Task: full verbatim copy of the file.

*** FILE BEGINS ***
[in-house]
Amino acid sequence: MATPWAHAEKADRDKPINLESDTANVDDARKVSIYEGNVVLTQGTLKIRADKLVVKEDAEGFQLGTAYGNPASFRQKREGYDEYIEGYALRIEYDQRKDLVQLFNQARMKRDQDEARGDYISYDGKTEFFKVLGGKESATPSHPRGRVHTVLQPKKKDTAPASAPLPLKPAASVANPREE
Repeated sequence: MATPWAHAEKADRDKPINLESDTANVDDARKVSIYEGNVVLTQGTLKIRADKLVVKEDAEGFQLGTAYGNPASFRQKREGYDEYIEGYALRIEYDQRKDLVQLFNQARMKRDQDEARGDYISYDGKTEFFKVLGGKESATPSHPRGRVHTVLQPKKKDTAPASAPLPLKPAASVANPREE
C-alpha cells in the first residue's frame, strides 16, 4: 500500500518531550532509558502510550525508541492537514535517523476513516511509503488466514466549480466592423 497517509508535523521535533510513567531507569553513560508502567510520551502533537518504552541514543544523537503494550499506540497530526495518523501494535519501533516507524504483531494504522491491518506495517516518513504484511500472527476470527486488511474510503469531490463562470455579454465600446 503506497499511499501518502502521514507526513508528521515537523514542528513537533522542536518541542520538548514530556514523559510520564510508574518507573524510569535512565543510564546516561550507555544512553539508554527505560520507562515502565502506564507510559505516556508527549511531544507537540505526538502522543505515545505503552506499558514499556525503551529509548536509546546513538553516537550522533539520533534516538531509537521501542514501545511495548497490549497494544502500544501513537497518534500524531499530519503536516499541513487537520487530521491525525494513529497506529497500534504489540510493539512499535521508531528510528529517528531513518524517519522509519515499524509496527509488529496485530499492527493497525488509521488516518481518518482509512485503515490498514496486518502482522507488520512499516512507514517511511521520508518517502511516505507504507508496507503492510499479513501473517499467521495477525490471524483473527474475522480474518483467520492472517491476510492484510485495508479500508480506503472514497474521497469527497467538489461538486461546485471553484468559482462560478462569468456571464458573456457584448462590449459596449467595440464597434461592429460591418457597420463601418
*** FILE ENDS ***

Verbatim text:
[in-house]
Amino acid sequence: MATPWAHAEKADRDKPINLESDTANVDDARKVSIYEGNVVLTQGTLKIRADKLVVKEDAEGFQLGTAYGNPASFRQKREGYDEYIEGYALRIEYDQRKDLVQLFNQARMKRDQDEARGDYISYDGKTEFFKVLGGKESATPSHPRGRVHTVLQPKKKDTAPASAPLPLKPAASVANPREE
Repeated sequence: MATPWAHAEKADRDKPINLESDTANVDDARKVSIYEGNVVLTQGTLKIRADKLVVKEDAEGFQLGTAYGNPASFRQKREGYDEYIEGYALRIEYDQRKDLVQLFNQARMKRDQDEARGDYISYDGKTEFFKVLGGKESATPSHPRGRVHTVLQPKKKDTAPASAPLPLKPAASVANPREE
C-alpha cells in the first residue's frame, strides 16, 4: 500500500518531550532509558502510550525508541492537514535517523476513516511509503488466514466549480466592423 497517509508535523521535533510513567531507569553513560508502567510520551502533537518504552541514543544523537503494550499506540497530526495518523501494535519501533516507524504483531494504522491491518506495517516518513504484511500472527476470527486488511474510503469531490463562470455579454465600446 503506497499511499501518502502521514507526513508528521515537523514542528513537533522542536518541542520538548514530556514523559510520564510508574518507573524510569535512565543510564546516561550507555544512553539508554527505560520507562515502565502506564507510559505516556508527549511531544507537540505526538502522543505515545505503552506499558514499556525503551529509548536509546546513538553516537550522533539520533534516538531509537521501542514501545511495548497490549497494544502500544501513537497518534500524531499530519503536516499541513487537520487530521491525525494513529497506529497500534504489540510493539512499535521508531528510528529517528531513518524517519522509519515499524509496527509488529496485530499492527493497525488509521488516518481518518482509512485503515490498514496486518502482522507488520512499516512507514517511511521520508518517502511516505507504507508496507503492510499479513501473517499467521495477525490471524483473527474475522480474518483467520492472517491476510492484510485495508479500508480506503472514497474521497469527497467538489461538486461546485471553484468559482462560478462569468456571464458573456457584448462590449459596449467595440464597434461592429460591418457597420463601418